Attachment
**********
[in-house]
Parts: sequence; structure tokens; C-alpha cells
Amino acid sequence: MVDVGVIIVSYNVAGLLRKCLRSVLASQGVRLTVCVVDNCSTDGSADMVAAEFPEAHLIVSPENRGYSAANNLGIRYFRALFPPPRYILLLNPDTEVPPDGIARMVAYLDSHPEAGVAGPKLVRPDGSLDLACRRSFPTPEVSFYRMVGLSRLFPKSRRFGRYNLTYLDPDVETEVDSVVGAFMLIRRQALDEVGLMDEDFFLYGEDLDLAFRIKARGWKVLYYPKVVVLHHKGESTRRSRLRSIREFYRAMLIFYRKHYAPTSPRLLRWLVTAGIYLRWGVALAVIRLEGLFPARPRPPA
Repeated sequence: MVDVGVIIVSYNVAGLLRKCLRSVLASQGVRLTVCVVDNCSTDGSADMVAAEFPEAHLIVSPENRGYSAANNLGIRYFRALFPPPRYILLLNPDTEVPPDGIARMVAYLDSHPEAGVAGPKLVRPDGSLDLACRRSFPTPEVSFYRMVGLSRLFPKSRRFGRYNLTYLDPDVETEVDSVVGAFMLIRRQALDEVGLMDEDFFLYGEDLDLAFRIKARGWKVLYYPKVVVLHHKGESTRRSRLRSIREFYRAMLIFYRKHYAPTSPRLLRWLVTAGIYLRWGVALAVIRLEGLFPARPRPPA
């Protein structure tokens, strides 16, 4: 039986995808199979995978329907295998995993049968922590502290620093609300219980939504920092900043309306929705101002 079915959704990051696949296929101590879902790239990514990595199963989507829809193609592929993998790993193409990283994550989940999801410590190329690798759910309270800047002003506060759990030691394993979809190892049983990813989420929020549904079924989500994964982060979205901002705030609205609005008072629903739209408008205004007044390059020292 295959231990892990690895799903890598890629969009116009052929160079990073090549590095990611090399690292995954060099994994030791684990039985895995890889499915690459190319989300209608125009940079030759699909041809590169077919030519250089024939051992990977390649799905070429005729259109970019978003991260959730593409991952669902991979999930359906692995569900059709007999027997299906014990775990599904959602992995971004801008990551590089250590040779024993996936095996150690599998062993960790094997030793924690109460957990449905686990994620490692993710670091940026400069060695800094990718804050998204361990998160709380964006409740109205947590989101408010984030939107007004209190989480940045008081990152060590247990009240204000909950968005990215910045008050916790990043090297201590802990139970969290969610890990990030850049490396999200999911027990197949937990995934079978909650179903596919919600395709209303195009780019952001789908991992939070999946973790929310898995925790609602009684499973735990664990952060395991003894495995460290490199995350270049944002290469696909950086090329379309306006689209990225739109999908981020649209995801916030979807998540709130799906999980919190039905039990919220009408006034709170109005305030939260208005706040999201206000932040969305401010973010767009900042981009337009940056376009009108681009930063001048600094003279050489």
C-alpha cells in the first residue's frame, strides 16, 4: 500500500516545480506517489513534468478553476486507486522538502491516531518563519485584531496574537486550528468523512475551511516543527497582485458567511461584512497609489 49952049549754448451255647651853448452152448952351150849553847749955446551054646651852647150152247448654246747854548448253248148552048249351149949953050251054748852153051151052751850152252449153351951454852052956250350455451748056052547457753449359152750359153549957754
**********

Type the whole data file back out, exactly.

[in-house]
Parts: sequence; structure tokens; C-alpha cells
Amino acid sequence: MVDVGVIIVSYNVAGLLRKCLRSVLASQGVRLTVCVVDNCSTDGSADMVAAEFPEAHLIVSPENRGYSAANNLGIRYFRALFPPPRYILLLNPDTEVPPDGIARMVAYLDSHPEAGVAGPKLVRPDGSLDLACRRSFPTPEVSFYRMVGLSRLFPKSRRFGRYNLTYLDPDVETEVDSVVGAFMLIRRQALDEVGLMDEDFFLYGEDLDLAFRIKARGWKVLYYPKVVVLHHKGESTRRSRLRSIREFYRAMLIFYRKHYAPTSPRLLRWLVTAGIYLRWGVALAVIRLEGLFPARPRPPA
Repeated sequence: MVDVGVIIVSYNVAGLLRKCLRSVLASQGVRLTVCVVDNCSTDGSADMVAAEFPEAHLIVSPENRGYSAANNLGIRYFRALFPPPRYILLLNPDTEVPPDGIARMVAYLDSHPEAGVAGPKLVRPDGSLDLACRRSFPTPEVSFYRMVGLSRLFPKSRRFGRYNLTYLDPDVETEVDSVVGAFMLIRRQALDEVGLMDEDFFLYGEDLDLAFRIKARGWKVLYYPKVVVLHHKGESTRRSRLRSIREFYRAMLIFYRKHYAPTSPRLLRWLVTAGIYLRWGVALAVIRLEGLFPARPRPPA
């Protein structure tokens, strides 16, 4: 039986995808199979995978329907295998995993049968922590502290620093609300219980939504920092900043309306929705101002 079915959704990051696949296929101590879902790239990514990595199963989507829809193609592929993998790993193409990283994550989940999801410590190329690798759910309270800047002003506060759990030691394993979809190892049983990813989420929020549904079924989500994964982060979205901002705030609205609005008072629903739209408008205004007044390059020292 295959231990892990690895799903890598890629969009116009052929160079990073090549590095990611090399690292995954060099994994030791684990039985895995890889499915690459190319989300209608125009940079030759699909041809590169077919030519250089024939051992990977390649799905070429005729259109970019978003991260959730593409991952669902991979999930359906692995569900059709007999027997299906014990775990599904959602992995971004801008990551590089250590040779024993996936095996150690599998062993960790094997030793924690109460957990449905686990994620490692993710670091940026400069060695800094990718804050998204361990998160709380964006409740109205947590989101408010984030939107007004209190989480940045008081990152060590247990009240204000909950968005990215910045008050916790990043090297201590802990139970969290969610890990990030850049490396999200999911027990197949937990995934079978909650179903596919919600395709209303195009780019952001789908991992939070999946973790929310898995925790609602009684499973735990664990952060395991003894495995460290490199995350270049944002290469696909950086090329379309306006689209990225739109999908981020649209995801916030979807998540709130799906999980919190039905039990919220009408006034709170109005305030939260208005706040999201206000932040969305401010973010767009900042981009337009940056376009009108681009930063001048600094003279050489």
C-alpha cells in the first residue's frame, strides 16, 4: 500500500516545480506517489513534468478553476486507486522538502491516531518563519485584531496574537486550528468523512475551511516543527497582485458567511461584512497609489 49952049549754448451255647651853448452152448952351150849553847749955446551054646651852647150152247448654246747854548448253248148552048249351149949953050251054748852153051151052751850152252449153351951454852052956250350455451748056052547457753449359152750359153549957754